Number of Shoreline Students Reported Homeless Rises in 2011-12

The number of students without adequate overnight shelter jumped significantly in the Shoreline School District last year, according to figures available from the state Office of the Superintendent of Public Instruction.

There were at least 176 students in the Shoreline School District who were considered homeless last school year, up from 123 the year before, according to the state Office of the Superintendent of Public Instruction. The majority of those were "doubled up"--staying with friends or relatives.

Homeless students are counted as part of the federal McKinney-Vento act, which defines a student as homeless if he or she lacks a fixed, regular, and adequate nighttime residence.

The act requires districts to provide homeless students with the same access to education as everyone else, including transportation to and from the same district that the student was attending before he or she became homeless, according to OSPI.

Statewide, the number of homeless students topped 27,000, reflecting an increase of 5.1 percent from 2010-11 and up 46.7 percent from 2007-08, according to OSPI.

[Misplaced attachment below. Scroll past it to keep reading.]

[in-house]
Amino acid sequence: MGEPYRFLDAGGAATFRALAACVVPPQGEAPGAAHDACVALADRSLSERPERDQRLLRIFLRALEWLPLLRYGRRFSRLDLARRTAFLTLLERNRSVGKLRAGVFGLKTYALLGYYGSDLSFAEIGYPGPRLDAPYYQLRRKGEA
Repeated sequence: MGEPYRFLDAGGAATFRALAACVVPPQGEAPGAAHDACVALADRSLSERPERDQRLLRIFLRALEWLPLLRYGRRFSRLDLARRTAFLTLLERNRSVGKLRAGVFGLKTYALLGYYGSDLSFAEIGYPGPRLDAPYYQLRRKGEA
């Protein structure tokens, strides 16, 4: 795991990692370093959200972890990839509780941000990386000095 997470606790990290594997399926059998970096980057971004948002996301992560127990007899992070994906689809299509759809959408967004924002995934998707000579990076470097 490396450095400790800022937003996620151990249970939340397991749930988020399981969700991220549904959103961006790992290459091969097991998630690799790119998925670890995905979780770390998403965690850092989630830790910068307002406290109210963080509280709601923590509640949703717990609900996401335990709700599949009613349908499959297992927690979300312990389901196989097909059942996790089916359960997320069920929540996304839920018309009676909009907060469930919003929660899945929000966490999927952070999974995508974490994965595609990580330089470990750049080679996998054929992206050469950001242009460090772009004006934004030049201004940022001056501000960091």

Seattle-area school officials said in 2011 some of that increase could have been better identification and reporting, but it also was attributable to a worsening economy during that time period, with parents losing jobs or getting fewer work hours after the economy tanked in 2008.

According to OSPI's data provided, 38 of the homeless students in Shoreline were living in shelters, 123 were living with relatives or friends, 12 lived in a hotel, and three were living in an "unsheltered" situation, which could include cars or campgrounds.


Past coverage:

 Homeless Student Population Growing in Shoreline-LFP

A Sweet Way to Support Homeless Kids

In Case You Missed It: School Districts Cope with the Financial and Social Toll of Homeless Students

Students are considered homeless if they live in emergency or transitional shelters; motels, hotels, trailer parks or camping grounds; shared housing due to loss of housing or economic hardship; hospitals secondary to abandonment or awaiting foster care placement; cars, parks, public spaces, abandoned buildings, substandard housing or similar situations; and public or private places not ordinarily used as sleeping accommodations for human beings, according to OSPI.

The lack of a stable home puts tremendous pressure on homeless students. Mobility rates are higher than students in homes, absentee rates are higher, health problems are more prevalent and graduation rates are lower, OSPI wrote.

More information

Homeless Students in Washington State by School District
(as reported by each school district)

-- Data from OSPI

Don February 06, 2013 at 09:38 PM
Nice job Democrats keeping your kids safe.


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